Another use of symmetrical brain might be the 3D vision. Making a metaphor, I see the brain like a "dark chamber" that "reflects" the outside environment, "focusing" some outside features and filtering others, depending on the state of it's "lens". The images from the 2 eyes might each "reflect" on the opposite hemisphere then meet together in the "corpus callosum" between the 2 brain hemispheres. The positions where images overlap denotes the dept of the image.
I will start with a classical biological network concept, with neurons activating in chain by electro-chemical stimulation over a threshold. Now I will add something new to this model: neurons can receive feedback about the well being of the organism immediately after they fire. Based on this feedback, neurons that fired "correctly" to a better state are nourished and strengthen while neurons that fired "wrongly" (toward a worse state) are "poisoned" to be weakened and disappear after a while.
How can this be implemented in biology? In order to be effective, it must be a very sudden feedback. For example it could come from the endocrine system or similar, that can flood the brain with the endorphin, cortisol or similar. It can also work using the level of glucose, however it seems less likely. The important thing is that only the neurons that fired must receive this feedback. This might happen naturally as these neurons becomes "open" as the result of firing, by changing their electro-chemical polarization.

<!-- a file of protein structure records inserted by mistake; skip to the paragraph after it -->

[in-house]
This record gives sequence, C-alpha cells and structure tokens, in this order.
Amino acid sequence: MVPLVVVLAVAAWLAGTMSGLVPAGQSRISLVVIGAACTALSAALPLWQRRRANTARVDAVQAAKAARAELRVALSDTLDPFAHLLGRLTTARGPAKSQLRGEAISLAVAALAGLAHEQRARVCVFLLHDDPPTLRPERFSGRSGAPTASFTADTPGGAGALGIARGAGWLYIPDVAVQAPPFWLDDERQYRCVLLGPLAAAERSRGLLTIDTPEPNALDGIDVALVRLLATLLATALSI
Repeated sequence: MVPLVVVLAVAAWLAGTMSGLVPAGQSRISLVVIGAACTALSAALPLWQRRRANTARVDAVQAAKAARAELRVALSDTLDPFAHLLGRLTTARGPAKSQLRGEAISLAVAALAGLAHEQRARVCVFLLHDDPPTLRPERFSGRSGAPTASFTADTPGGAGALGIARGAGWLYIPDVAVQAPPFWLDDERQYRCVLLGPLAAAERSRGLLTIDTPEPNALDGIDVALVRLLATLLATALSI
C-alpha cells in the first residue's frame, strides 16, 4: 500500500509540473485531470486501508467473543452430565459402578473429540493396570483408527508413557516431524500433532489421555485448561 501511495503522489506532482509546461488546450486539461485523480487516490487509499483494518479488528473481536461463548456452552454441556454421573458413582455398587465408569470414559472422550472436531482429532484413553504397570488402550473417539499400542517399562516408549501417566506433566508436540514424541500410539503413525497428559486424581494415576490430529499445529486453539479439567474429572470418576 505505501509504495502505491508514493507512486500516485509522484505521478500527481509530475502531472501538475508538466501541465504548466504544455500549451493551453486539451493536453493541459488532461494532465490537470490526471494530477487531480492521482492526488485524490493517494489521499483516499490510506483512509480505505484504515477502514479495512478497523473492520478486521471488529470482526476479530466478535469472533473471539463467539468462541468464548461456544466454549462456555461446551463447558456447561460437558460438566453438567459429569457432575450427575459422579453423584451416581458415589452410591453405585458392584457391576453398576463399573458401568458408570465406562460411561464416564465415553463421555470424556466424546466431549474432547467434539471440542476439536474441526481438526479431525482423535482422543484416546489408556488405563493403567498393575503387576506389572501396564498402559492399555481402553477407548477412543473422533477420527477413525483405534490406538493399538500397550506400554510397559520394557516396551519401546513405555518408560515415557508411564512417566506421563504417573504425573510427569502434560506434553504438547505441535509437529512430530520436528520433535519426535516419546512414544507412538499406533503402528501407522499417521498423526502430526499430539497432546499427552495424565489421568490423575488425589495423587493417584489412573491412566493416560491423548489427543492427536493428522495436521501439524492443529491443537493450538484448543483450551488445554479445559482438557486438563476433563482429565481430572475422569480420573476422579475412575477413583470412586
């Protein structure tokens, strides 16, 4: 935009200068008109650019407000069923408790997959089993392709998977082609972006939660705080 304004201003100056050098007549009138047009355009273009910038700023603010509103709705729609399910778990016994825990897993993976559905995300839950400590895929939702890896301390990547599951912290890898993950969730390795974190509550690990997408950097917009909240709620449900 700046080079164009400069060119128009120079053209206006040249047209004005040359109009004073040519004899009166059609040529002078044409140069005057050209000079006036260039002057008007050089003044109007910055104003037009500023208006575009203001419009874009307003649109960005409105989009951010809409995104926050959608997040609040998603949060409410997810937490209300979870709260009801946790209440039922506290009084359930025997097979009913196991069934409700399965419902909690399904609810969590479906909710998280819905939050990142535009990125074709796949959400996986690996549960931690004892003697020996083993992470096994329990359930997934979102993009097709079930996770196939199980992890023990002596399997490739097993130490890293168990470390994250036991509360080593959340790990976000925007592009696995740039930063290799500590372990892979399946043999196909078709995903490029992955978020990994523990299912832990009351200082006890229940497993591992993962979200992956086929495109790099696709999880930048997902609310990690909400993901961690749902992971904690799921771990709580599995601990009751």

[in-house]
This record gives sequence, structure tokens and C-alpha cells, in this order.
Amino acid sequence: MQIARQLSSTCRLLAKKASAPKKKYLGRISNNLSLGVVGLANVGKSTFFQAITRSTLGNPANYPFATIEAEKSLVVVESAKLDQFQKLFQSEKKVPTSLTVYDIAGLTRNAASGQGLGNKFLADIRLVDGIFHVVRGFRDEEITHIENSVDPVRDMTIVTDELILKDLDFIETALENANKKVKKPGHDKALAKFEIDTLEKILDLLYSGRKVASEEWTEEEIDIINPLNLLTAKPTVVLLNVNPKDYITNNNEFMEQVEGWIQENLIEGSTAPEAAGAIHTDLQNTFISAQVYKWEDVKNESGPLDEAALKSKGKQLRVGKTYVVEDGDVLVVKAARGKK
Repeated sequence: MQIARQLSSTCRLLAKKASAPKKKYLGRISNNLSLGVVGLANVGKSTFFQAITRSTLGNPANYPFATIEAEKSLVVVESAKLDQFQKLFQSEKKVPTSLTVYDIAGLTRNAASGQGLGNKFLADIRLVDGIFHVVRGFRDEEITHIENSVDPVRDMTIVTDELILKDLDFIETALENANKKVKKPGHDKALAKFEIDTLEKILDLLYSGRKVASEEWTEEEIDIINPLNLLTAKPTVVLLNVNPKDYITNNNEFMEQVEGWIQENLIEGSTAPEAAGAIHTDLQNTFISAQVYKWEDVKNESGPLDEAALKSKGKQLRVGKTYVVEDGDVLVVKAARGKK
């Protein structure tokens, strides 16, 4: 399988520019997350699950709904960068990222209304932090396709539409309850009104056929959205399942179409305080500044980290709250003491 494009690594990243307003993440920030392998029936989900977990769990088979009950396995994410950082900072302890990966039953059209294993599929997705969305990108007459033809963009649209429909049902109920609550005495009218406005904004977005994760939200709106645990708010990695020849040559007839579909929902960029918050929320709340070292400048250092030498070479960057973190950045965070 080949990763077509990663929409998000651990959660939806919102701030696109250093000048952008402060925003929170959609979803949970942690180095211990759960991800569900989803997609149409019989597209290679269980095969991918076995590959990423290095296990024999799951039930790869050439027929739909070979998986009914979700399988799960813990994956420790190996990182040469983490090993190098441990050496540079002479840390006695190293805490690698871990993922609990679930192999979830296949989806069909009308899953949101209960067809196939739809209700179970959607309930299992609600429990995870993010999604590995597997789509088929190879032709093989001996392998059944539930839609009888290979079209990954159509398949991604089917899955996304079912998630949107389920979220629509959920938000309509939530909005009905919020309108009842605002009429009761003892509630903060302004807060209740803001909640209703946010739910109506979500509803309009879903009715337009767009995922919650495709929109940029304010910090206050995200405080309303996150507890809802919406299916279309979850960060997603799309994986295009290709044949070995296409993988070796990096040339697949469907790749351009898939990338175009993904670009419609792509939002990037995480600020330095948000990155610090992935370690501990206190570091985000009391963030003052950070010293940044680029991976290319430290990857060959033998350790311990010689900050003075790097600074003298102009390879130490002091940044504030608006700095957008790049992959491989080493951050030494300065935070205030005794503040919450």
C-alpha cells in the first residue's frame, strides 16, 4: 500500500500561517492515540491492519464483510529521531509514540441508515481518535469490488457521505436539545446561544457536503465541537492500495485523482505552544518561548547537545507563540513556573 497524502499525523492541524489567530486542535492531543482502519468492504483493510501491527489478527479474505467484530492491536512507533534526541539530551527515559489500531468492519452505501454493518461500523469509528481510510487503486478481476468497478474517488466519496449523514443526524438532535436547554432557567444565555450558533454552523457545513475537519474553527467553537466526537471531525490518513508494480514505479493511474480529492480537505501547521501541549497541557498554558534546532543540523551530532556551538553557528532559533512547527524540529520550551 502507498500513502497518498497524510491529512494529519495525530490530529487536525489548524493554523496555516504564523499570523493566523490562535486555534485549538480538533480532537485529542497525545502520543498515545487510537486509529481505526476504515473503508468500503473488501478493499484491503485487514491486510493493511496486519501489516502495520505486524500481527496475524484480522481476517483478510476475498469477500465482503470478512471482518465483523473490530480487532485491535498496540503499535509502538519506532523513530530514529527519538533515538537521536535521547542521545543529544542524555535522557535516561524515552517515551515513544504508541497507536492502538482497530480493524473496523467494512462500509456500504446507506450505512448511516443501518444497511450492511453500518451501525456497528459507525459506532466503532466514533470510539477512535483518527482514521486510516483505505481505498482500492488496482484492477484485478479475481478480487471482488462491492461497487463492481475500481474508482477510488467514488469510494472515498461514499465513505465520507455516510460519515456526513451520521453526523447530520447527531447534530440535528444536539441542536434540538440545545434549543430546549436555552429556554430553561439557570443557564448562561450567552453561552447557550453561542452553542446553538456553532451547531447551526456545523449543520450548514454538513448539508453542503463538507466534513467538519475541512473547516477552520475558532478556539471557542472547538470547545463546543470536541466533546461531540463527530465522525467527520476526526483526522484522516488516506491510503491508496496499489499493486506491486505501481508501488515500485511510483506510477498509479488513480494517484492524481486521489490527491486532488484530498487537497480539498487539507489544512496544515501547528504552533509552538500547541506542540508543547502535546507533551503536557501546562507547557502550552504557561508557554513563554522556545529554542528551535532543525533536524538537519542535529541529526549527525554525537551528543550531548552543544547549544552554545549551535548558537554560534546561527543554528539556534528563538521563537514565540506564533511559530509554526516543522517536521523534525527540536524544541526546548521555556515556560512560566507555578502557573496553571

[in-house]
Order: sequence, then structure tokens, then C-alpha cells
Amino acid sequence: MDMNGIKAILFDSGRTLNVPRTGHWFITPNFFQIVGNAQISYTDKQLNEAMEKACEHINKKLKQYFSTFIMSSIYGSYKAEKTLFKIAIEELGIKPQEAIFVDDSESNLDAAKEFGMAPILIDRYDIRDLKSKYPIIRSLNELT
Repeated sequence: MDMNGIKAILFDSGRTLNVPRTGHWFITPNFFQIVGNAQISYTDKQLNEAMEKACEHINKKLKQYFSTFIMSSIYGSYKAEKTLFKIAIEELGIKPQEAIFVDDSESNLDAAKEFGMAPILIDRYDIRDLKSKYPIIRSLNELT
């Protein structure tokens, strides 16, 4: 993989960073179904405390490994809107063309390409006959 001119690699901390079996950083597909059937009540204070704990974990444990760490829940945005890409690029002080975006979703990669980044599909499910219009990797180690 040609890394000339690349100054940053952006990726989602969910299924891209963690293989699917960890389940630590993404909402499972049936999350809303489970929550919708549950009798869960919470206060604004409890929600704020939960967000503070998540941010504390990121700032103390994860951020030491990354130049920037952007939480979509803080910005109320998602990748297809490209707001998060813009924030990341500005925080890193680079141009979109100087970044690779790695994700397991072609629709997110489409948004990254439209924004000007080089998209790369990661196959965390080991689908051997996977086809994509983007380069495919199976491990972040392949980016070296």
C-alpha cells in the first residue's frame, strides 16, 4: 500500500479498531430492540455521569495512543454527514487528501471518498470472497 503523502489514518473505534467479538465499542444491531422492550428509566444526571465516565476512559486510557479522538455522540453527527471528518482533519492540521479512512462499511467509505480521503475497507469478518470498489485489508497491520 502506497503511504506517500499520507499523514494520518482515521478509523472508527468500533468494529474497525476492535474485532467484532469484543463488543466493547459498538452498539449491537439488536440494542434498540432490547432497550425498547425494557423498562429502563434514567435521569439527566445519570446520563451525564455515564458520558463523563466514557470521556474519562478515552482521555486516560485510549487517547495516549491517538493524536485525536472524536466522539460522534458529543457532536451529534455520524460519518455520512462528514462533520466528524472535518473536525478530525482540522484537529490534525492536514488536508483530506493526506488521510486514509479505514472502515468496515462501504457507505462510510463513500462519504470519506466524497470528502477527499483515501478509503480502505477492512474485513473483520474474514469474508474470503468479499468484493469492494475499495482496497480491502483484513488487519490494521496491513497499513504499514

Such firing neurons will make a "bet" with their "life" regarding the outcome of their firing. They need to "open" to "state their believe" in order to grow, but they can also be badly repressed if they are "wrong".
Either they fired for the good and receive nourishment, either they fired "for the worse" and they will receive a dose of "poison". Of course, this is just a metaphorical way of presenting it for easy understanding. Although the exact biological methods of receiving such feedback are not known, it seems logical to me that there must be such embedded feedback in the brain. Probably the various human addictions are also based on this process. It also seem interesting that neurons are using 4 chemical ions, while 2 ions would be enough for simple activate/inhibit behaviors like we are using in a classical neural network.
So this is my idea. In theory, we could implement such neural network with a bunch or unorganized neurons that fire with a certain level of randomization based on the input, and nourish neurons that resulted in good behavior and weaken the neurons that resulted in bad outcome.
Well, this seem still too similar to a regular neural network. There is one missing ingredient that is missing in the classical neural networks. The activation of neurons must happen based on time delay rather than mare summation: neurons must be activated only if they receive in a close interval enough stimulation, by different paths. Such pattern would unleash the possibility of creating multiple hierarchical abstractions and correlations, and can naturally implement 3D vision, eye-hand coordination, sound direction detection and other behaviors that are widely used by any living being that needs to adapt to a real environment.
I don't have a proof-of-concept yet, I rarely manage to allocate the time to invest in this idea. Maybe, someday, me or someone else might make it work.